Im learning Scheme/Racket. I started from HTDP and moving on from there, so far I am loving it, havent been this excited in a while. I am also ramping up on F# and the community is growing and quite nice. I recommend Scott Wlaschin’s Domain Modleling in F# and his website fsharpforfunandprofit.I am learning Latin and Spanish on Duolingo but thats more at the hobby level, about 10 min a day.
 I'm learning how to build 3d environments using three.js, specifically react-three-fiberFun way to jump back into React while also learning new concepts!
 How to solve the rubrik’s cube that’s been sitting on my desk for three years.
 At Miracle, Digital Marketing and Transformation Agency in Hong Kong, we help our clients improve digital services to make them simple, clear and fast. We help our client transform, create and improve their product in a digital way such as branding, web & app design, e-commerce solution, Digital Marketing strategy, Virtual Reality (VR) and Augmented Reality(AR), SEO. We are experts in their fields and enjoy challenging work. We work together to share knowledge and build our capability to improve user experiences. This helps us work smarter and more effectively. We are confident, capable and committed. We nurture curiosity and encourage our people to keep learning. We have flexible work arrangements and a supportive environment. We help our people balance their whole life and be the best version of themselves. https://www.miracles.com.hk/
 I've had a lot of fun learning offshoots from the function generator I'm working on building. (http://cushychicken.github.io/bfunc-quickstart/ if interested.)- Started learning about building versioning into firmware. Found some great posts from the Memfault Interrupt blog on GNU build IDs, and another one from the Embedded Artistry blog on adding more generic versioning.- Also learning about analog drivers and generic analog design techniques from designing the output stage of the next board revision.- Learning the most from building prototypes and selling them to people. It's given me a crash course in writing good, useful docs, and getting people up to speed quickly.If you want to get involved, there's definitely more boards, and plenty of stuff to be done. Feel free to email me at at gmail dot com to see about arranging a board for you!
 How to run as much Fediverse and and IndieWeb software as I can. I want to understand the entire scope of what is possible today for a fully personal federated cloud, homepage, and social network. Along the way I want to understand what holes there may be and what approaches could bring more people onboard.So far I’m having success and fun with Pleroma and Matrix.
 Spanish and how to play the guitar.
 Upping my game on Big Data (and incidentally ML) in the Cloud with "Google Cloud Platform Big Data and Machine Learning Fundamentals" (https://app.pluralsight.com/paths/skill/big-data-foundations)
 Norwegian!Originally, I was going to do a hiking and photography tour of Fennoscandia in the Fall. I'm not sure if that'll still come to pass with the ever-looming collapse of society, but at least it's pretty refreshing to learn a new (non-programming) language for the first time in over a decade, and for the first time in my adult life.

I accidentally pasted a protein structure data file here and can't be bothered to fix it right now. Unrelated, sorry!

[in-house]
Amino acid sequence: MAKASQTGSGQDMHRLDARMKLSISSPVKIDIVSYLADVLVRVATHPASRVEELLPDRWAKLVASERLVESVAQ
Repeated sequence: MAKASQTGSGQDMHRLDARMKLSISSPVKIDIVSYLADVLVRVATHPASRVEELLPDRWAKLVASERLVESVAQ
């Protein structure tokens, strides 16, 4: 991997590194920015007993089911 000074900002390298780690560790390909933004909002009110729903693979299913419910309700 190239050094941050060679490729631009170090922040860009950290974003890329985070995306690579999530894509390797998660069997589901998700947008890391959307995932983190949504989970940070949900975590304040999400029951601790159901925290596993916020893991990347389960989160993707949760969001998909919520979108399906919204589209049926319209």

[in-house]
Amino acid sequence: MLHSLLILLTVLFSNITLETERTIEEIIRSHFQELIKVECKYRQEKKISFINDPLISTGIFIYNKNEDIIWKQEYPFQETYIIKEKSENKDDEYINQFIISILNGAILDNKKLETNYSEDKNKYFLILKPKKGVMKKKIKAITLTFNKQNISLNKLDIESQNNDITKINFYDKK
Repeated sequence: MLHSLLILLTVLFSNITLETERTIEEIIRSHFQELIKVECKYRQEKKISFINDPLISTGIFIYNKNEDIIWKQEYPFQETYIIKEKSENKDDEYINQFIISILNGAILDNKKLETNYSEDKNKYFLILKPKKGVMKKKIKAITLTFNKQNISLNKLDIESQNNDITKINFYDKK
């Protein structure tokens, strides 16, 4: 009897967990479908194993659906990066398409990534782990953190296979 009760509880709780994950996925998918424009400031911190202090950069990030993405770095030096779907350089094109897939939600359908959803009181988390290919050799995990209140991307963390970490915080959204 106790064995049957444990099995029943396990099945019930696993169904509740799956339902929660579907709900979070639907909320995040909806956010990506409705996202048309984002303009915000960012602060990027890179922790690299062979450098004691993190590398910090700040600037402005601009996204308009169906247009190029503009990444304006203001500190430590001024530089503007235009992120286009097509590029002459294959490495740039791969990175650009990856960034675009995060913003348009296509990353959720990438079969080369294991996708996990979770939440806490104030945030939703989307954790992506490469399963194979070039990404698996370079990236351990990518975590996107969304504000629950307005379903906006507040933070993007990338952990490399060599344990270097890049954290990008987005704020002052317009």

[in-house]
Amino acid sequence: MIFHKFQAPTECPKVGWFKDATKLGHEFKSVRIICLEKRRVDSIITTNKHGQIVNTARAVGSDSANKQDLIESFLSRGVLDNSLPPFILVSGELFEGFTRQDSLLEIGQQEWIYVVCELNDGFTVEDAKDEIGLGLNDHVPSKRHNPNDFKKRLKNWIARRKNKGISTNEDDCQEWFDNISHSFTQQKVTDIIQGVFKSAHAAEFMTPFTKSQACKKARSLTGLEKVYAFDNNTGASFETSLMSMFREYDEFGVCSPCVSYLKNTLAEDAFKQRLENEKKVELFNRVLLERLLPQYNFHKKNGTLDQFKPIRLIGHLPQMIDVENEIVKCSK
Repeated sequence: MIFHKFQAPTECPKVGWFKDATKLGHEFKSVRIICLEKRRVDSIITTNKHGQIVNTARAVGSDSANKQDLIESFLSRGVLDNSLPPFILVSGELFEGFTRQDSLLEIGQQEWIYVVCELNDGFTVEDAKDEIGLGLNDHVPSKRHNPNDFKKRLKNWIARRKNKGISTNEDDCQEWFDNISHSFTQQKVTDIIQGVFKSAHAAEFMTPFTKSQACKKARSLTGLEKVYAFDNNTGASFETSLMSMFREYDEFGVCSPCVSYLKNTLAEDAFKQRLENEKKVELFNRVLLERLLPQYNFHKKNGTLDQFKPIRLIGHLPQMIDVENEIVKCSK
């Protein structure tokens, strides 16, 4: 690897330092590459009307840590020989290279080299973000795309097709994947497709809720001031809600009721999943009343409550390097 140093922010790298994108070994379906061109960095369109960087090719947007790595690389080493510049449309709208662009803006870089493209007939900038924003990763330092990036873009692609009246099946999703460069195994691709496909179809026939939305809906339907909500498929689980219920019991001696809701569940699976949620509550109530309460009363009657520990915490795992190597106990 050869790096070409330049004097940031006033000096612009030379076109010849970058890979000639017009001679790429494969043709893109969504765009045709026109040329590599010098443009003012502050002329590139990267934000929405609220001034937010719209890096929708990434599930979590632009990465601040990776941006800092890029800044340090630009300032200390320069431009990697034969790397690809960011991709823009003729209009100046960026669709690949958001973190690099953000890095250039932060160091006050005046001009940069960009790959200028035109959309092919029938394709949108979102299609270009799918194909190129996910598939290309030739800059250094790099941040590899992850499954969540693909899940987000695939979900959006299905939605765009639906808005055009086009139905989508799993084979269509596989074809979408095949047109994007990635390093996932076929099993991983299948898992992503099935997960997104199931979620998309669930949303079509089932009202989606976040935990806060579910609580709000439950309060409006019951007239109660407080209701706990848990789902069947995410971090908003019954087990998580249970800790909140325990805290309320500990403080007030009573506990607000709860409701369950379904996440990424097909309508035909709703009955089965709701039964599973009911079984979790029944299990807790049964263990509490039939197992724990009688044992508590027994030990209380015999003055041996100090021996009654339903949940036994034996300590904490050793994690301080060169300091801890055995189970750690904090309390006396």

I am a native Norwegian speaker! How is it going so far?
 I'm slowly going through the Duolingo tree :)Went into it with pretty much zero knowledge of the language, and the thing that caught me most off-guard were some of the non-phonetic spellings, like _jeg_ and _kjøpper_, but else the actual grammar is similar enough to English that it's not causing too many issues!
 My 6 year old daughter and I are building a quadruped walking cat robot. We are both learning a lot of new concepts as we go.Our robot is not operational yet, so I will include a YouTube link below of the creator with a couple of his own completed “cats”.https://youtu.be/OrYmIbtmmJI
 Did a deep dive on go templating systems to start adding more frontend web interfaces to my projects beyond simple json apis.Settled on pongo2, which has django-style multiple inheritance, which is IMO essential to keeping an html template hierarchy organized.With it, I’m writing an ActivityPub spider (code is messy and not fully organized yet):https://git.eeqj.de/sneak/fetaand also an HN transparency tool that highlights things for me to read that get nuked from the frontpage:Next up: rust. I have about 4 go projects I want to finish first, and having a good templating system means they will be somewhat polished when I shelve them.
 APL! I wanted something completely nutty that would change my way of thinking. The characters are kinda fun and you pick them up after really drilling them for 3 days or so. Then you begin to learn to read trains and things. It’s a really fun language.That and I’m learning condensed matter theory from Altland. Can’t recommend this text highly enough.
 I’ve started getting into Go. Looks good so far. Working on a side project, which is my best way to get into something new.
 Checkout the work of Alex Edwards [0] and his book on Go [1]. Great guy and he even helped me with a consulting project.
 I bought his Let's Go book last week. Pretty good so far and if you're building a web app, I'll throw my recommendation in too.
 what are your resources to learn the lang?